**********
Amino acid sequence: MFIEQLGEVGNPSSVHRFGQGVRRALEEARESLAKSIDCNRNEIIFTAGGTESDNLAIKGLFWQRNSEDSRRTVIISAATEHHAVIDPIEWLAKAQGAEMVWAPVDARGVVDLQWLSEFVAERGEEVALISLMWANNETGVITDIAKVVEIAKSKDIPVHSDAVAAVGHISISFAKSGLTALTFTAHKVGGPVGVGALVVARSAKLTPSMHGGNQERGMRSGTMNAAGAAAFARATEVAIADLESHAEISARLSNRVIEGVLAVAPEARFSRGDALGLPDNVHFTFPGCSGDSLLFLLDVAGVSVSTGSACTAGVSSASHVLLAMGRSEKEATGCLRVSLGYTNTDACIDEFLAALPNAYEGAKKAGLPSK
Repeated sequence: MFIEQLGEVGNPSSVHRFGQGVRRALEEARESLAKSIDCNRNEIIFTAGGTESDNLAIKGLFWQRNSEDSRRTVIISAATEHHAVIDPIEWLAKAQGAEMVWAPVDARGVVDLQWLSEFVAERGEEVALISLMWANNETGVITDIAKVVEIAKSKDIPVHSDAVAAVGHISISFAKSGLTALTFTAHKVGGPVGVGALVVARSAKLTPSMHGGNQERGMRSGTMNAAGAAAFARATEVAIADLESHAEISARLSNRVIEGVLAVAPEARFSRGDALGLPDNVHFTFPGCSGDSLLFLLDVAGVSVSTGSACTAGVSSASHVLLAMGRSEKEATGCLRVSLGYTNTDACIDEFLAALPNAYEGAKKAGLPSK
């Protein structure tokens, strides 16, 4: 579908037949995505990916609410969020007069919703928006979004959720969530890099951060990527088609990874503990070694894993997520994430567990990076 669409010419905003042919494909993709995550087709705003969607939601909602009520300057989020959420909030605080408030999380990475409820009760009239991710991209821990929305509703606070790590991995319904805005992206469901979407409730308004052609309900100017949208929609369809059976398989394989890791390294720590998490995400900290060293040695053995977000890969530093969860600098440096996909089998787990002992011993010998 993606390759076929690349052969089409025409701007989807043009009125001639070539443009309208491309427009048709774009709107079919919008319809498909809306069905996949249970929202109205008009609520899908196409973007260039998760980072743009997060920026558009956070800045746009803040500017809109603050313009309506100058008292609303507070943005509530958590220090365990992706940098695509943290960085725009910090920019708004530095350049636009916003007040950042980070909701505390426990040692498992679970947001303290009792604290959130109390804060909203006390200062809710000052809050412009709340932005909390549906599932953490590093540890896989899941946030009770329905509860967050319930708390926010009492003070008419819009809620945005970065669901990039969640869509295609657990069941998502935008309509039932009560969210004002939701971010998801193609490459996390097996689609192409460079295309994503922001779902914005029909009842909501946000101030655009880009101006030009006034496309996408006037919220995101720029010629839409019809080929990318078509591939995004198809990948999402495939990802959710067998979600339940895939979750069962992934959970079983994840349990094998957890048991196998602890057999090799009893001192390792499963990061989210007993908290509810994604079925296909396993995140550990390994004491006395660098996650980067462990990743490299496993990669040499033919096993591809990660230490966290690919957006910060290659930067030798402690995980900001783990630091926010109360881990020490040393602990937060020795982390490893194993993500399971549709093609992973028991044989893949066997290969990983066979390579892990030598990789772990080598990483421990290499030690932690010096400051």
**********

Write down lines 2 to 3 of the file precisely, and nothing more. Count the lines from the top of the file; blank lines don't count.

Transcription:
Repeated sequence: MFIEQLGEVGNPSSVHRFGQGVRRALEEARESLAKSIDCNRNEIIFTAGGTESDNLAIKGLFWQRNSEDSRRTVIISAATEHHAVIDPIEWLAKAQGAEMVWAPVDARGVVDLQWLSEFVAERGEEVALISLMWANNETGVITDIAKVVEIAKSKDIPVHSDAVAAVGHISISFAKSGLTALTFTAHKVGGPVGVGALVVARSAKLTPSMHGGNQERGMRSGTMNAAGAAAFARATEVAIADLESHAEISARLSNRVIEGVLAVAPEARFSRGDALGLPDNVHFTFPGCSGDSLLFLLDVAGVSVSTGSACTAGVSSASHVLLAMGRSEKEATGCLRVSLGYTNTDACIDEFLAALPNAYEGAKKAGLPSK
């Protein structure tokens, strides 16, 4: 579908037949995505990916609410969020007069919703928006979004959720969530890099951060990527088609990874503990070694894993997520994430567990990076 669409010419905003042919494909993709995550087709705003969607939601909602009520300057989020959420909030605080408030999380990475409820009760009239991710991209821990929305509703606070790590991995319904805005992206469901979407409730308004052609309900100017949208929609369809059976398989394989890791390294720590998490995400900290060293040695053995977000890969530093969860600098440096996909089998787990002992011993010998 993606390759076929690349052969089409025409701007989807043009009125001639070539443009309208491309427009048709774009709107079919919008319809498909809306069905996949249970929202109205008009609520899908196409973007260039998760980072743009997060920026558009956070800045746009803040500017809109603050313009309506100058008292609303507070943005509530958590220090365990992706940098695509943290960085725009910090920019708004530095350049636009916003007040950042980070909701505390426990040692498992679970947001303290009792604290959130109390804060909203006390200062809710000052809050412009709340932005909390549906599932953490590093540890896989899941946030009770329905509860967050319930708390926010009492003070008419819009809620945005970065669901990039969640869509295609657990069941998502935008309509039932009560969210004002939701971010998801193609490459996390097996689609192409460079295309994503922001779902914005029909009842909501946000101030655009880009101006030009006034496309996408006037919220995101720029010629839409019809080929990318078509591939995004198809990948999402495939990802959710067998979600339940895939979750069962992934959970079983994840349990094998957890048991196998602890057999090799009893001192390792499963990061989210007993908290509810994604079925296909396993995140550990390994004491006395660098996650980067462990990743490299496993990669040499033919096993591809990660230490966290690919957006910060290659930067030798402690995980900001783990630091926010109360881990020490040393602990937060020795982390490893194993993500399971549709093609992973028991044989893949066997290969990983066979390579892990030598990789772990080598990483421990290499030690932690010096400051």